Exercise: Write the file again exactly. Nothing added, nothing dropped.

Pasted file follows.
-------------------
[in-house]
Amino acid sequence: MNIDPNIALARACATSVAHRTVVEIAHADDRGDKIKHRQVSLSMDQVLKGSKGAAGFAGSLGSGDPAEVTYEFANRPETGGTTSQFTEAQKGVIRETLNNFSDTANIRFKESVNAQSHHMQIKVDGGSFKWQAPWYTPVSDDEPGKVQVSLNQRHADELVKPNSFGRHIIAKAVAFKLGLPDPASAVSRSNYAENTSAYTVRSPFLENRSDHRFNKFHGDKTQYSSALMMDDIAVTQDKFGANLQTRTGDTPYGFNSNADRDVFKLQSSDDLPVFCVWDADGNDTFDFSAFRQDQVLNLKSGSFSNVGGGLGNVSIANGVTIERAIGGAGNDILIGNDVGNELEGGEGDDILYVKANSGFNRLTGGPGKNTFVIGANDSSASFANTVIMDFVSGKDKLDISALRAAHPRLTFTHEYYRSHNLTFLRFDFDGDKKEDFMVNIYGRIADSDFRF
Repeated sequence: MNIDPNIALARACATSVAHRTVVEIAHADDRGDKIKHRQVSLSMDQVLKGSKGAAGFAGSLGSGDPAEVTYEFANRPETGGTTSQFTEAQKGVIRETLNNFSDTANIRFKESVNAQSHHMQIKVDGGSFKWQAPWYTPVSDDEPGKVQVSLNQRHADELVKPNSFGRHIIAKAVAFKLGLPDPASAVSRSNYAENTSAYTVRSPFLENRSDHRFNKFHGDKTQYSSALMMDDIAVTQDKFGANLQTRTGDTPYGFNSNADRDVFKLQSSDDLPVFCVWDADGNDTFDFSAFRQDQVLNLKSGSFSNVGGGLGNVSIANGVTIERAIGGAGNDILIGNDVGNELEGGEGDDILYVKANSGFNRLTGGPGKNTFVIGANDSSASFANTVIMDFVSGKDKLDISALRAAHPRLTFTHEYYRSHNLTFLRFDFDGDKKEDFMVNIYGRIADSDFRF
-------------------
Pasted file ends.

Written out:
[in-house]
Amino acid sequence: MNIDPNIALARACATSVAHRTVVEIAHADDRGDKIKHRQVSLSMDQVLKGSKGAAGFAGSLGSGDPAEVTYEFANRPETGGTTSQFTEAQKGVIRETLNNFSDTANIRFKESVNAQSHHMQIKVDGGSFKWQAPWYTPVSDDEPGKVQVSLNQRHADELVKPNSFGRHIIAKAVAFKLGLPDPASAVSRSNYAENTSAYTVRSPFLENRSDHRFNKFHGDKTQYSSALMMDDIAVTQDKFGANLQTRTGDTPYGFNSNADRDVFKLQSSDDLPVFCVWDADGNDTFDFSAFRQDQVLNLKSGSFSNVGGGLGNVSIANGVTIERAIGGAGNDILIGNDVGNELEGGEGDDILYVKANSGFNRLTGGPGKNTFVIGANDSSASFANTVIMDFVSGKDKLDISALRAAHPRLTFTHEYYRSHNLTFLRFDFDGDKKEDFMVNIYGRIADSDFRF
Repeated sequence: MNIDPNIALARACATSVAHRTVVEIAHADDRGDKIKHRQVSLSMDQVLKGSKGAAGFAGSLGSGDPAEVTYEFANRPETGGTTSQFTEAQKGVIRETLNNFSDTANIRFKESVNAQSHHMQIKVDGGSFKWQAPWYTPVSDDEPGKVQVSLNQRHADELVKPNSFGRHIIAKAVAFKLGLPDPASAVSRSNYAENTSAYTVRSPFLENRSDHRFNKFHGDKTQYSSALMMDDIAVTQDKFGANLQTRTGDTPYGFNSNADRDVFKLQSSDDLPVFCVWDADGNDTFDFSAFRQDQVLNLKSGSFSNVGGGLGNVSIANGVTIERAIGGAGNDILIGNDVGNELEGGEGDDILYVKANSGFNRLTGGPGKNTFVIGANDSSASFANTVIMDFVSGKDKLDISALRAAHPRLTFTHEYYRSHNLTFLRFDFDGDKKEDFMVNIYGRIADSDFRF